I liked Day more than June but that’s just my bias talking. I find that male characters seem more developed, sane, and relatable than YA female leads. They whine less. But June is not that bad. The author did a great job writing her so we see her as start out as this cold and perfect soldier and then throughout the story, she changes and shows her vulnerability. The moment she realizes that there are more in this world than her elite life was intense. The stuff that Day goes through… it’s no joke. All his hardships endears him more to the reader and only solidifies his hero – and martyr – status in this story. They really are exceptional characters without sounding Mary-sue or Gary-stu.

Each day means a new 24 hours. Each day means everything’s possible again. You live in the moment, you die in the moment, you take it one day at a time. You try to walk in the light.

The story starts and picks up almost at the same time. None of that long-winded backstory and character introduction. The author included that seamlessly into the plot. So we get to know the characters as we see them do things. I love that technique. I found myself connecting faster with the characters. Rather than getting to know them by reading their accomplishments, I see them actually doing it. Yes, there wasn’t much in terms of excessive world building but the story isn’t really about where it happened. It could take place in outer space and the story would remain the same. The “otherworldly” concepts were easy enough to grasp and there was nothing that I cannot pronounce.

Overall, I loved it. It was fast, exciting, and interesting. I’m definitely going to see this series through. In fact, I may have found my new favorite YA pair!

Rating: 5/5. Don’t be like me… read it now!

Review: The Scorch Trials by James Dashner

The Scorch Trials / James Dashner

I had such high hopes for this book. And the movie. I loved the first book. And movie. My friends and family said that the second book is good. Kind of like how Catching Fire was for The Hunger Games trilogy. I tend to like the middle book(s) in the series the most because it’s all action and development. The first book is mostly introduction and the final one is, well… final.

And I genuinely like James Dashner, as a person. I met him last year on his promotion tour for the first movie and I enjoyed watching him speak and I loved how enthusiastic he was about this whole movie adaptation business. This year, I met one of the stars of the movie, Kihong Lee, who plays my favorite character Minho. (I wonder who I’ll meet for the 3rd film.)  This all just makes it harder to think/say… I don’t like either the book or the movie. (The movie less so but that’s for another blog.)

I admit, I saw the movie before finishing the book. I wanted to do it the other way around like any normal person but I had no time. Well, not really. I had enough time but I just found the book repetitive and dragging. I watched it on my birthday (September 17), the day before the official release so I figured, what the shuck. I think I’ve read enough of the book; I won’t be lost. Reading the rest of the book will go by much faster after watching the movie.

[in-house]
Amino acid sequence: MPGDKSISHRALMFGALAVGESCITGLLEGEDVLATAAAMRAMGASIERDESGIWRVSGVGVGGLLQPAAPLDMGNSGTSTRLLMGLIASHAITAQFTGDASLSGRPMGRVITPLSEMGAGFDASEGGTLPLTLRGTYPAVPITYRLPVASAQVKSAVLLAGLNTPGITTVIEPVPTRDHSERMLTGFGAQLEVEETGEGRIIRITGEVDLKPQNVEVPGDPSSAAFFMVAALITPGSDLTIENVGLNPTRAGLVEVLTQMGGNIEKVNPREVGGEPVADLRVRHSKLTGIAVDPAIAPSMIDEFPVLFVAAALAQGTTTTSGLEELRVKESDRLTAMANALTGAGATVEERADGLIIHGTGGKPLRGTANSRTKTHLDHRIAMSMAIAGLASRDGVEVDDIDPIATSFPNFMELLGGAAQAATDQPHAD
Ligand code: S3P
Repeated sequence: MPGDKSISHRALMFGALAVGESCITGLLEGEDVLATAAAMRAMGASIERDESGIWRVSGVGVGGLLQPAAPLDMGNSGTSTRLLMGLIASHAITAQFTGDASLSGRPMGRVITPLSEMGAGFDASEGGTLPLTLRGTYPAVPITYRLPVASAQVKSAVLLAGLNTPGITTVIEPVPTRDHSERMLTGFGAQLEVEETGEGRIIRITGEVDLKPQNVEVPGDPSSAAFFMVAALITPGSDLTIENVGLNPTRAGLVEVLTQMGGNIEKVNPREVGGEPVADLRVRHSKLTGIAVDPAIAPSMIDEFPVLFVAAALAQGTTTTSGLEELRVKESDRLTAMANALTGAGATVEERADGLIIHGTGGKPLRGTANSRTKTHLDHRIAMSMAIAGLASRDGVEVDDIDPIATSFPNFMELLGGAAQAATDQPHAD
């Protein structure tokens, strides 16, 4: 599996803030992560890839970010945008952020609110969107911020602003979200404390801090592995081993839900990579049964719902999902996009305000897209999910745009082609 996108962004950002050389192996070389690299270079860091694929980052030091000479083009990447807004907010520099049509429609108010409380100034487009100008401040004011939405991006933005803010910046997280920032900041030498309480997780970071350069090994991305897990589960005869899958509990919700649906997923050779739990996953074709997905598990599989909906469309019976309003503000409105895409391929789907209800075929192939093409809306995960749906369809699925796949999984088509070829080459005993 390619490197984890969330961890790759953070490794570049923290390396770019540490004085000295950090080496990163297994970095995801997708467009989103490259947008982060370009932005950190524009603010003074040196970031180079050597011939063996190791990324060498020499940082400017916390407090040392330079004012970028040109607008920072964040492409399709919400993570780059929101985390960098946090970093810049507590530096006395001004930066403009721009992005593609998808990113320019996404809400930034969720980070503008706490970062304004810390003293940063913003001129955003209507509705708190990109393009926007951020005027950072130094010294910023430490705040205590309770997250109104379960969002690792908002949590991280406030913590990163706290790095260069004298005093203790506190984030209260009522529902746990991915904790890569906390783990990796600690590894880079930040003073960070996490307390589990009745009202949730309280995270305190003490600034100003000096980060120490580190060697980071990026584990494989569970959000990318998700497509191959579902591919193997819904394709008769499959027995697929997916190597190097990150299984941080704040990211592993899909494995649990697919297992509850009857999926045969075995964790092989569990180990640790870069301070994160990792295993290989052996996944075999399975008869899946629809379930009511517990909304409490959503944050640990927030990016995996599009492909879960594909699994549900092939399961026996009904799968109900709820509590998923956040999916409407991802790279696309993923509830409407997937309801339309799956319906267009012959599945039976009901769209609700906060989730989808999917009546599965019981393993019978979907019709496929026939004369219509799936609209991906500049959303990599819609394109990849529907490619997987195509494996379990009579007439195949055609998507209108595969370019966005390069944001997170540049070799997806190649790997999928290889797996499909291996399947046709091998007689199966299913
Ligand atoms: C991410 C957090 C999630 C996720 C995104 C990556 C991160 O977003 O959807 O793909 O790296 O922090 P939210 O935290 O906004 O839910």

So wrong. I went and I think I spent half of the movie bored and half-asleep and the rest saying “oppa” every time Kihong Lee came on screen. Either read the book and forget about the movie or the other way around. Because I am truly convinced that I read and watched two different things with the same title and character names. And this is what frustrates me. I soldiered on with a book that I should have DNF’d only to be disappointed with a movie that I had been so excited about. I feel so sorry for Mr. Dashner.

The book starts off with the Gladers in a sort of dormitory where they were bathed, clothed, and fed. I like these moments where you see a glimpse of their youth… after all they’ve been through, they’re still kids. They enjoy the food, they joke around, but when things get tough, they bond together like a little army. Just when you think things are finally going well, WICKED tests them once again. They were infected by an illness called the Flare and in order for them to find the cure, they have to go through the Scorch. Aptly named, the Scorch is a stretch of land with almost unbearable heat and sunlight. The Gladers need to find a way to survive not only the extreme temperatures but also several variables stacked against them.

The “Scorch” is a fantastic idea. I’m not quite sure what the “Trial” really is. In theory, it reads like a great action-packed adventure but with all the things going on in the book, I’ve lost track of what this trial really is. It is… action-packed. But it didn’t really make much sense. A lot of it was running. To where, no idea. It had more running than the previous book. Minho and Thomas just… run. It’s good that the author mentions the other Gladers from time to time, just to remind us that they’re there but I ended up not caring for any of them. The book tries so hard to be more than what it is. I have the same comment about the movie… it has so many things going and it takes so long to get to the point. I felt that a lot of it was filler and scenarios kept repeating over and over. So much so that some parts don’t even make sense. Some parts even sound so ridiculous.

And who is this Brenda character? Why is Thomas experiencing “insta-love” with this chick? I’m not a Thomas/Teresa shipper but I feel that that makes more sense than this new girl. She doesn’t bring anything to the story other than the cold shoulder she gave Thomas when Teresa went back to the picture. She is terribly unlikable, at least to me. Thomas and Brenda are merely characters on a page but they have ZERO chemistry with each other. My brother warned me about her and now I know why he said the story will start to go downhill upon her introduction. I did like Jorge though. I wish there was more about him.